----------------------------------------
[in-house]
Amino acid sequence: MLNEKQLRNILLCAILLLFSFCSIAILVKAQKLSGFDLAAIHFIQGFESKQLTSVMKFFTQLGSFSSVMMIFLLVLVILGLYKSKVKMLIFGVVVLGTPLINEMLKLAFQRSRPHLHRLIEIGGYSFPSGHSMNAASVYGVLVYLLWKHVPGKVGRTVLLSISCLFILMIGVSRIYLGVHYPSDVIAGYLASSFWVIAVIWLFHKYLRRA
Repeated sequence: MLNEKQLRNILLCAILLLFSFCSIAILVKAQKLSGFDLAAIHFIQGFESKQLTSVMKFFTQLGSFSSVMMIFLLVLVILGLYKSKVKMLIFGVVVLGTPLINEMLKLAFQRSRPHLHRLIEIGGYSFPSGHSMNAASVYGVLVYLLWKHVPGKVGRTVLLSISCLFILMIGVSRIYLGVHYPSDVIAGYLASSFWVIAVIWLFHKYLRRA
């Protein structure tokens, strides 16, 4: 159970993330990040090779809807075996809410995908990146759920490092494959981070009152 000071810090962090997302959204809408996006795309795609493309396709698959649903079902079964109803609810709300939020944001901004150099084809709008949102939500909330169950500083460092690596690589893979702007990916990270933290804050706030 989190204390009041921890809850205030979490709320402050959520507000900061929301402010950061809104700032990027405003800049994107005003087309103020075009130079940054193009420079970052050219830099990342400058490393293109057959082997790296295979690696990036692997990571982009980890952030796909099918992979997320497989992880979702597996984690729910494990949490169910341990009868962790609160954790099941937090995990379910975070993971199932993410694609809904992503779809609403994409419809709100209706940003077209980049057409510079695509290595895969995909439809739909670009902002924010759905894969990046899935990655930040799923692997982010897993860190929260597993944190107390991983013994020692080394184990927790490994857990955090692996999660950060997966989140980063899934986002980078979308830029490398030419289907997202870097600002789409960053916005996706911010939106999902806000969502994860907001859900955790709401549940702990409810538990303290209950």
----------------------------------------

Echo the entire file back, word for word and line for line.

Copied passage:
[in-house]
Amino acid sequence: MLNEKQLRNILLCAILLLFSFCSIAILVKAQKLSGFDLAAIHFIQGFESKQLTSVMKFFTQLGSFSSVMMIFLLVLVILGLYKSKVKMLIFGVVVLGTPLINEMLKLAFQRSRPHLHRLIEIGGYSFPSGHSMNAASVYGVLVYLLWKHVPGKVGRTVLLSISCLFILMIGVSRIYLGVHYPSDVIAGYLASSFWVIAVIWLFHKYLRRA
Repeated sequence: MLNEKQLRNILLCAILLLFSFCSIAILVKAQKLSGFDLAAIHFIQGFESKQLTSVMKFFTQLGSFSSVMMIFLLVLVILGLYKSKVKMLIFGVVVLGTPLINEMLKLAFQRSRPHLHRLIEIGGYSFPSGHSMNAASVYGVLVYLLWKHVPGKVGRTVLLSISCLFILMIGVSRIYLGVHYPSDVIAGYLASSFWVIAVIWLFHKYLRRA
């Protein structure tokens, strides 16, 4: 159970993330990040090779809807075996809410995908990146759920490092494959981070009152 000071810090962090997302959204809408996006795309795609493309396709698959649903079902079964109803609810709300939020944001901004150099084809709008949102939500909330169950500083460092690596690589893979702007990916990270933290804050706030 989190204390009041921890809850205030979490709320402050959520507000900061929301402010950061809104700032990027405003800049994107005003087309103020075009130079940054193009420079970052050219830099990342400058490393293109057959082997790296295979690696990036692997990571982009980890952030796909099918992979997320497989992880979702597996984690729910494990949490169910341990009868962790609160954790099941937090995990379910975070993971199932993410694609809904992503779809609403994409419809709100209706940003077209980049057409510079695509290595895969995909439809739909670009902002924010759905894969990046899935990655930040799923692997982010897993860190929260597993944190107390991983013994020692080394184990927790490994857990955090692996999660950060997966989140980063899934986002980078979308830029490398030419289907997202870097600002789409960053916005996706911010939106999902806000969502994860907001859900955790709401549940702990409810538990303290209950």